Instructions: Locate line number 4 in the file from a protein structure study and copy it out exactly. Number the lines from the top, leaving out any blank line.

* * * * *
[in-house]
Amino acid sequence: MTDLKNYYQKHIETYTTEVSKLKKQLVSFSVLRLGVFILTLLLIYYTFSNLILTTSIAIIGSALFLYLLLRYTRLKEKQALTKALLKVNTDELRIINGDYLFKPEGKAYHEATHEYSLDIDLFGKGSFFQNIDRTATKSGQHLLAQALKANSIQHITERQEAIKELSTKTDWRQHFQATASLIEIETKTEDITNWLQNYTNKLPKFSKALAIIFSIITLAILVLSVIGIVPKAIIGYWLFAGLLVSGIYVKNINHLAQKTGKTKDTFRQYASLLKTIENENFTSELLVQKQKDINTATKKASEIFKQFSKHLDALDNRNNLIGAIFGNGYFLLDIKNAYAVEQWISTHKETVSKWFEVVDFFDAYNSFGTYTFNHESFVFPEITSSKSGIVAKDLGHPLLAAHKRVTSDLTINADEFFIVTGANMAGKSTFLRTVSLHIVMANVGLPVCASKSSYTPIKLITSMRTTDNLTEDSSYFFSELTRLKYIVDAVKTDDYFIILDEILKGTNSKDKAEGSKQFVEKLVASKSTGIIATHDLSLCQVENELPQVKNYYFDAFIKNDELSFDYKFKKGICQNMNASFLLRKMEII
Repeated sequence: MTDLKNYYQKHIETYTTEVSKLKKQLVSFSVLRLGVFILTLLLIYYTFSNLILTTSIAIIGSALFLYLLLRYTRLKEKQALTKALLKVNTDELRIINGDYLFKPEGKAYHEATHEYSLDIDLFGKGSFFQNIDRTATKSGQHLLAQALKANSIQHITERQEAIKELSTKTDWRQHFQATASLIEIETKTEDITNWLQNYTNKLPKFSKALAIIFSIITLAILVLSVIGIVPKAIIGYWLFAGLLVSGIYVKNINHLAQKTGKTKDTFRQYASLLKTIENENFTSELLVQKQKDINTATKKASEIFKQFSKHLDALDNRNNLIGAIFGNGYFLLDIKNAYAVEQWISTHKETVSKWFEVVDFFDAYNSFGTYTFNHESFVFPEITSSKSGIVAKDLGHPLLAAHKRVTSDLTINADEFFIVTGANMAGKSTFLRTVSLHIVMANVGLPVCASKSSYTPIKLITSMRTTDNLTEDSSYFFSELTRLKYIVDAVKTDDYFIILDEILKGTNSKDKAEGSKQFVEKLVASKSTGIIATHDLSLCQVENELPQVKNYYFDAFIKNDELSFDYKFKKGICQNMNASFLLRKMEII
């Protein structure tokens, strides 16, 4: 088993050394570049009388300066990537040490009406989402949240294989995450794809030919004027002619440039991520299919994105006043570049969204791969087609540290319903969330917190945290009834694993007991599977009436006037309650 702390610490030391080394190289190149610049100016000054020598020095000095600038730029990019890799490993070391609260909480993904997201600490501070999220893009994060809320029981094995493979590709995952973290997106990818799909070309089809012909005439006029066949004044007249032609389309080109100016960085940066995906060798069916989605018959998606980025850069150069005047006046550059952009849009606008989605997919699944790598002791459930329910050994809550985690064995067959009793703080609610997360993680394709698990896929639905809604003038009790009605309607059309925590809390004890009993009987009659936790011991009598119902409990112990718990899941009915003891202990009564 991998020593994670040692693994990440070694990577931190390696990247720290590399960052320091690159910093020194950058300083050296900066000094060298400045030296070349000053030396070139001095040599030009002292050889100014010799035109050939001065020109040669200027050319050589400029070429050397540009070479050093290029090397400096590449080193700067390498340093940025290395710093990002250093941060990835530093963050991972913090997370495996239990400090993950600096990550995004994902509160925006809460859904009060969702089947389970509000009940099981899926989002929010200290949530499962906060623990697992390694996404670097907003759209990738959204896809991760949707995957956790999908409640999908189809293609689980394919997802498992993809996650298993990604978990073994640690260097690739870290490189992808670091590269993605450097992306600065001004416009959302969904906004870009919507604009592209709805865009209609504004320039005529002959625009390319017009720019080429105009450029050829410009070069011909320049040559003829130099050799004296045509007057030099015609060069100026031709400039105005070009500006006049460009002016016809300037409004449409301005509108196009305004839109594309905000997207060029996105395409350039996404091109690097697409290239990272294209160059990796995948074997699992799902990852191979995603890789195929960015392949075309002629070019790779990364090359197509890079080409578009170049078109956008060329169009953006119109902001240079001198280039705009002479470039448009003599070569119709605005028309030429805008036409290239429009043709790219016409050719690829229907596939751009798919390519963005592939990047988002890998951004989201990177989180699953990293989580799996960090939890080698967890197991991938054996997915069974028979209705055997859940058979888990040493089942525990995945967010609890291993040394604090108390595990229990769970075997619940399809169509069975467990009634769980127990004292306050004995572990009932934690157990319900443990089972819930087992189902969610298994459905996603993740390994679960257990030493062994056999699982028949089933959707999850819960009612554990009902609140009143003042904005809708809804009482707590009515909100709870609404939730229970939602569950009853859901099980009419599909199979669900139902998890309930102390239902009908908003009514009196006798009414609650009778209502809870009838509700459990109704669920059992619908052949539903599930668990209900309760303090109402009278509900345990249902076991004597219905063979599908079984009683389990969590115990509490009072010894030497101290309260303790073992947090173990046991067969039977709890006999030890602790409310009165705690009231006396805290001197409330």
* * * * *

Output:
């Protein structure tokens, strides 16, 4: 088993050394570049009388300066990537040490009406989402949240294989995450794809030919004027002619440039991520299919994105006043570049969204791969087609540290319903969330917190945290009834694993007991599977009436006037309650 702390610490030391080394190289190149610049100016000054020598020095000095600038730029990019890799490993070391609260909480993904997201600490501070999220893009994060809320029981094995493979590709995952973290997106990818799909070309089809012909005439006029066949004044007249032609389309080109100016960085940066995906060798069916989605018959998606980025850069150069005047006046550059952009849009606008989605997919699944790598002791459930329910050994809550985690064995067959009793703080609610997360993680394709698990896929639905809604003038009790009605309607059309925590809390004890009993009987009659936790011991009598119902409990112990718990899941009915003891202990009564 991998020593994670040692693994990440070694990577931190390696990247720290590399960052320091690159910093020194950058300083050296900066000094060298400045030296070349000053030396070139001095040599030009002292050889100014010799035109050939001065020109040669200027050319050589400029070429050397540009070479050093290029090397400096590449080193700067390498340093940025290395710093990002250093941060990835530093963050991972913090997370495996239990400090993950600096990550995004994902509160925006809460859904009060969702089947389970509000009940099981899926989002929010200290949530499962906060623990697992390694996404670097907003759209990738959204896809991760949707995957956790999908409640999908189809293609689980394919997802498992993809996650298993990604978990073994640690260097690739870290490189992808670091590269993605450097992306600065001004416009959302969904906004870009919507604009592209709805865009209609504004320039005529002959625009390319017009720019080429105009450029050829410009070069011909320049040559003829130099050799004296045509007057030099015609060069100026031709400039105005070009500006006049460009002016016809300037409004449409301005509108196009305004839109594309905000997207060029996105395409350039996404091109690097697409290239990272294209160059990796995948074997699992799902990852191979995603890789195929960015392949075309002629070019790779990364090359197509890079080409578009170049078109956008060329169009953006119109902001240079001198280039705009002479470039448009003599070569119709605005028309030429805008036409290239429009043709790219016409050719690829229907596939751009798919390519963005592939990047988002890998951004989201990177989180699953990293989580799996960090939890080698967890197991991938054996997915069974028979209705055997859940058979888990040493089942525990995945967010609890291993040394604090108390595990229990769970075997619940399809169509069975467990009634769980127990004292306050004995572990009932934690157990319900443990089972819930087992189902969610298994459905996603993740390994679960257990030493062994056999699982028949089933959707999850819960009612554990009902609140009143003042904005809708809804009482707590009515909100709870609404939730229970939602569950009853859901099980009419599909199979669900139902998890309930102390239902009908908003009514009196006798009414609650009778209502809870009838509700459990109704669920059992619908052949539903599930668990209900309760303090109402009278509900345990249902076991004597219905063979599908079984009683389990969590115990509490009072010894030497101290309260303790073992947090173990046991067969039977709890006999030890602790409310009165705690009231006396805290001197409330």